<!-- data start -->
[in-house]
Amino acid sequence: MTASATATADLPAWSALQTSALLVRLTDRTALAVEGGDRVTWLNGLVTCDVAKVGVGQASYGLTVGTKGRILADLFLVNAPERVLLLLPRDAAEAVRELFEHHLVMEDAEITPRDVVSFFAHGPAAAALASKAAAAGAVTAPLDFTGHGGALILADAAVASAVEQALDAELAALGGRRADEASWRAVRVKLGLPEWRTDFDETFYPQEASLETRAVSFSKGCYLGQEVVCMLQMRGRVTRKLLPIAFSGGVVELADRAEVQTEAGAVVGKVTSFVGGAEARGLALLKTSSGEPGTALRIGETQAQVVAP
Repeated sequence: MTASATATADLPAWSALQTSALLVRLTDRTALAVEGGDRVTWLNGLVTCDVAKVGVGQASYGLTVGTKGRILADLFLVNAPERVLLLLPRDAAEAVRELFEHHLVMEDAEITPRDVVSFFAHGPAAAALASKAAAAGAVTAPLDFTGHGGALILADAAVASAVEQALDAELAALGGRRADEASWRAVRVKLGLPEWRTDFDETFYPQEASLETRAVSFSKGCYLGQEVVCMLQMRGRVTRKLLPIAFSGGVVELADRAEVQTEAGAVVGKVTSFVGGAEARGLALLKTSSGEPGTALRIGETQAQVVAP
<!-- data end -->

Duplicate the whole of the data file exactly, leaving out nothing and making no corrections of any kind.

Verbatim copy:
[in-house]
Amino acid sequence: MTASATATADLPAWSALQTSALLVRLTDRTALAVEGGDRVTWLNGLVTCDVAKVGVGQASYGLTVGTKGRILADLFLVNAPERVLLLLPRDAAEAVRELFEHHLVMEDAEITPRDVVSFFAHGPAAAALASKAAAAGAVTAPLDFTGHGGALILADAAVASAVEQALDAELAALGGRRADEASWRAVRVKLGLPEWRTDFDETFYPQEASLETRAVSFSKGCYLGQEVVCMLQMRGRVTRKLLPIAFSGGVVELADRAEVQTEAGAVVGKVTSFVGGAEARGLALLKTSSGEPGTALRIGETQAQVVAP
Repeated sequence: MTASATATADLPAWSALQTSALLVRLTDRTALAVEGGDRVTWLNGLVTCDVAKVGVGQASYGLTVGTKGRILADLFLVNAPERVLLLLPRDAAEAVRELFEHHLVMEDAEITPRDVVSFFAHGPAAAALASKAAAAGAVTAPLDFTGHGGALILADAAVASAVEQALDAELAALGGRRADEASWRAVRVKLGLPEWRTDFDETFYPQEASLETRAVSFSKGCYLGQEVVCMLQMRGRVTRKLLPIAFSGGVVELADRAEVQTEAGAVVGKVTSFVGGAEARGLALLKTSSGEPGTALRIGETQAQVVAP